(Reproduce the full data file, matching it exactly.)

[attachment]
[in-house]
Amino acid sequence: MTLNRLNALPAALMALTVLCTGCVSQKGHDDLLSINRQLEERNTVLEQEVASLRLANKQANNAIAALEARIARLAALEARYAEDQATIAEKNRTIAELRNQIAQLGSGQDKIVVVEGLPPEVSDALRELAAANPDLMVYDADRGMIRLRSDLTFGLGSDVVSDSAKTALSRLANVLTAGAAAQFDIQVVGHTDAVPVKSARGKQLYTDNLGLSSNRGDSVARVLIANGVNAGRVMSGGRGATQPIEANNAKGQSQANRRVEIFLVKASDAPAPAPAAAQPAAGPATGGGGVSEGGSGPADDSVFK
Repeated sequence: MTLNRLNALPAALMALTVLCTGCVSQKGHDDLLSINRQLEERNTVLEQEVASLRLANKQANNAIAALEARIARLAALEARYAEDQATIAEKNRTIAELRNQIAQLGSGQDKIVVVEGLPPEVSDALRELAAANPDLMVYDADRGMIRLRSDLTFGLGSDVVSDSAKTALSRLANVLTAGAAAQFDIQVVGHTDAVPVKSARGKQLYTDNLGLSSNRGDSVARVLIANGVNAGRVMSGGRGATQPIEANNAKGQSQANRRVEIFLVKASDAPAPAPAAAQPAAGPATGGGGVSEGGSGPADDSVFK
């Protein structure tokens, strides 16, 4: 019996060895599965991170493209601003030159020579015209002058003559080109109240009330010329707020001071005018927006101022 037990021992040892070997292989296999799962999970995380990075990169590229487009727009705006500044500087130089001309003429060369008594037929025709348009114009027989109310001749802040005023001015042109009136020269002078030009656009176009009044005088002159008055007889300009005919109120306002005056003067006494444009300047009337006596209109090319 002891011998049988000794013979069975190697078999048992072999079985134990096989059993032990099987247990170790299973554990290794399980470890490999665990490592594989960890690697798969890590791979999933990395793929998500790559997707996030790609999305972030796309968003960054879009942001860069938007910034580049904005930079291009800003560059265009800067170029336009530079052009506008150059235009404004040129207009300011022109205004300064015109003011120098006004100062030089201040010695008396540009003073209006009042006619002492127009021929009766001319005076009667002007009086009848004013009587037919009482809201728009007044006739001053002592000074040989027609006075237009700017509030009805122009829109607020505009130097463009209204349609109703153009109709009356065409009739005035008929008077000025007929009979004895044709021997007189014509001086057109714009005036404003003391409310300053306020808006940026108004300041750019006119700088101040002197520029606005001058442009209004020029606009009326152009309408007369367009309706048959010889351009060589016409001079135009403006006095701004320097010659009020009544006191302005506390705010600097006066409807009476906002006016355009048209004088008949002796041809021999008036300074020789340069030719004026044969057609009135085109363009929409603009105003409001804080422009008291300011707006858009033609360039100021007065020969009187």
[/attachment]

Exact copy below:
[in-house]
Amino acid sequence: MTLNRLNALPAALMALTVLCTGCVSQKGHDDLLSINRQLEERNTVLEQEVASLRLANKQANNAIAALEARIARLAALEARYAEDQATIAEKNRTIAELRNQIAQLGSGQDKIVVVEGLPPEVSDALRELAAANPDLMVYDADRGMIRLRSDLTFGLGSDVVSDSAKTALSRLANVLTAGAAAQFDIQVVGHTDAVPVKSARGKQLYTDNLGLSSNRGDSVARVLIANGVNAGRVMSGGRGATQPIEANNAKGQSQANRRVEIFLVKASDAPAPAPAAAQPAAGPATGGGGVSEGGSGPADDSVFK
Repeated sequence: MTLNRLNALPAALMALTVLCTGCVSQKGHDDLLSINRQLEERNTVLEQEVASLRLANKQANNAIAALEARIARLAALEARYAEDQATIAEKNRTIAELRNQIAQLGSGQDKIVVVEGLPPEVSDALRELAAANPDLMVYDADRGMIRLRSDLTFGLGSDVVSDSAKTALSRLANVLTAGAAAQFDIQVVGHTDAVPVKSARGKQLYTDNLGLSSNRGDSVARVLIANGVNAGRVMSGGRGATQPIEANNAKGQSQANRRVEIFLVKASDAPAPAPAAAQPAAGPATGGGGVSEGGSGPADDSVFK
């Protein structure tokens, strides 16, 4: 019996060895599965991170493209601003030159020579015209002058003559080109109240009330010329707020001071005018927006101022 037990021992040892070997292989296999799962999970995380990075990169590229487009727009705006500044500087130089001309003429060369008594037929025709348009114009027989109310001749802040005023001015042109009136020269002078030009656009176009009044005088002159008055007889300009005919109120306002005056003067006494444009300047009337006596209109090319 002891011998049988000794013979069975190697078999048992072999079985134990096989059993032990099987247990170790299973554990290794399980470890490999665990490592594989960890690697798969890590791979999933990395793929998500790559997707996030790609999305972030796309968003960054879009942001860069938007910034580049904005930079291009800003560059265009800067170029336009530079052009506008150059235009404004040129207009300011022109205004300064015109003011120098006004100062030089201040010695008396540009003073209006009042006619002492127009021929009766001319005076009667002007009086009848004013009587037919009482809201728009007044006739001053002592000074040989027609006075237009700017509030009805122009829109607020505009130097463009209204349609109703153009109709009356065409009739005035008929008077000025007929009979004895044709021997007189014509001086057109714009005036404003003391409310300053306020808006940026108004300041750019006119700088101040002197520029606005001058442009209004020029606009009326152009309408007369367009309706048959010889351009060589016409001079135009403006006095701004320097010659009020009544006191302005506390705010600097006066409807009476906002006016355009048209004088008949002796041809021999008036300074020789340069030719004026044969057609009135085109363009929409603009105003409001804080422009008291300011707006858009033609360039100021007065020969009187």